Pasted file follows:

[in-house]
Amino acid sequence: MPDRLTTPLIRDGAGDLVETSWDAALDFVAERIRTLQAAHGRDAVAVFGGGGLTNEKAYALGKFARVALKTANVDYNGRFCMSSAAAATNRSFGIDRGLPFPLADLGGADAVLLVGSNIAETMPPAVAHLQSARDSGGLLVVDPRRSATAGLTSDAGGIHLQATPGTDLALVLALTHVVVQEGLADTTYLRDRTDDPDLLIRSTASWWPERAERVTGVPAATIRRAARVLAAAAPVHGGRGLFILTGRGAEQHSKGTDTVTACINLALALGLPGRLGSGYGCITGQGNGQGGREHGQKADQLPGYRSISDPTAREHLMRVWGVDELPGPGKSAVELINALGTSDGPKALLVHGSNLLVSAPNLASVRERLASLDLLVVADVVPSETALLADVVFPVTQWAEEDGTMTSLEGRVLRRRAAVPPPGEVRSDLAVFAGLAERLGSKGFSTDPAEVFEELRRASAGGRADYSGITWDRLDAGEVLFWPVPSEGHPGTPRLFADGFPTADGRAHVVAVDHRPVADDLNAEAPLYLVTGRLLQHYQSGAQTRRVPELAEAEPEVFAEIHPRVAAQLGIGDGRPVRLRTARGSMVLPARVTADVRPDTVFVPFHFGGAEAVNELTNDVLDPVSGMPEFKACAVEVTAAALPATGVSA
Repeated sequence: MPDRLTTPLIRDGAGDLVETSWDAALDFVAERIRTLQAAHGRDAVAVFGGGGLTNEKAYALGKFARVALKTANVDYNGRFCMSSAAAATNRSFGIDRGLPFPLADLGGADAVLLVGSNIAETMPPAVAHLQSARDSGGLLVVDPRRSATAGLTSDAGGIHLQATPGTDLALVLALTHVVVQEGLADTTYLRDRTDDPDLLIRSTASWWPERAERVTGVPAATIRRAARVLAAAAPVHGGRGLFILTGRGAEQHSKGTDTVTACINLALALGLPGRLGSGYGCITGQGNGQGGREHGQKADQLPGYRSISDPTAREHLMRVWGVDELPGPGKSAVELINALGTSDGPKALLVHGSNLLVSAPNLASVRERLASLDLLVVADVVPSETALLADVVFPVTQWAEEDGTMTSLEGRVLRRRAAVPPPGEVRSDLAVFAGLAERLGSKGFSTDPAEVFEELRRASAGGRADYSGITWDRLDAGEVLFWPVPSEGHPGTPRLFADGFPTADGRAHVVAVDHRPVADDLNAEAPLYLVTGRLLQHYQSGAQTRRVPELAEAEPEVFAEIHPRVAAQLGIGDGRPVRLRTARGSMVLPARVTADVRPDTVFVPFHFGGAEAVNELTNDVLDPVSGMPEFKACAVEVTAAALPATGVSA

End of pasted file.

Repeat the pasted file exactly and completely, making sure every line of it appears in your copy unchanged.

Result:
[in-house]
Amino acid sequence: MPDRLTTPLIRDGAGDLVETSWDAALDFVAERIRTLQAAHGRDAVAVFGGGGLTNEKAYALGKFARVALKTANVDYNGRFCMSSAAAATNRSFGIDRGLPFPLADLGGADAVLLVGSNIAETMPPAVAHLQSARDSGGLLVVDPRRSATAGLTSDAGGIHLQATPGTDLALVLALTHVVVQEGLADTTYLRDRTDDPDLLIRSTASWWPERAERVTGVPAATIRRAARVLAAAAPVHGGRGLFILTGRGAEQHSKGTDTVTACINLALALGLPGRLGSGYGCITGQGNGQGGREHGQKADQLPGYRSISDPTAREHLMRVWGVDELPGPGKSAVELINALGTSDGPKALLVHGSNLLVSAPNLASVRERLASLDLLVVADVVPSETALLADVVFPVTQWAEEDGTMTSLEGRVLRRRAAVPPPGEVRSDLAVFAGLAERLGSKGFSTDPAEVFEELRRASAGGRADYSGITWDRLDAGEVLFWPVPSEGHPGTPRLFADGFPTADGRAHVVAVDHRPVADDLNAEAPLYLVTGRLLQHYQSGAQTRRVPELAEAEPEVFAEIHPRVAAQLGIGDGRPVRLRTARGSMVLPARVTADVRPDTVFVPFHFGGAEAVNELTNDVLDPVSGMPEFKACAVEVTAAALPATGVSA
Repeated sequence: MPDRLTTPLIRDGAGDLVETSWDAALDFVAERIRTLQAAHGRDAVAVFGGGGLTNEKAYALGKFARVALKTANVDYNGRFCMSSAAAATNRSFGIDRGLPFPLADLGGADAVLLVGSNIAETMPPAVAHLQSARDSGGLLVVDPRRSATAGLTSDAGGIHLQATPGTDLALVLALTHVVVQEGLADTTYLRDRTDDPDLLIRSTASWWPERAERVTGVPAATIRRAARVLAAAAPVHGGRGLFILTGRGAEQHSKGTDTVTACINLALALGLPGRLGSGYGCITGQGNGQGGREHGQKADQLPGYRSISDPTAREHLMRVWGVDELPGPGKSAVELINALGTSDGPKALLVHGSNLLVSAPNLASVRERLASLDLLVVADVVPSETALLADVVFPVTQWAEEDGTMTSLEGRVLRRRAAVPPPGEVRSDLAVFAGLAERLGSKGFSTDPAEVFEELRRASAGGRADYSGITWDRLDAGEVLFWPVPSEGHPGTPRLFADGFPTADGRAHVVAVDHRPVADDLNAEAPLYLVTGRLLQHYQSGAQTRRVPELAEAEPEVFAEIHPRVAAQLGIGDGRPVRLRTARGSMVLPARVTADVRPDTVFVPFHFGGAEAVNELTNDVLDPVSGMPEFKACAVEVTAAALPATGVSA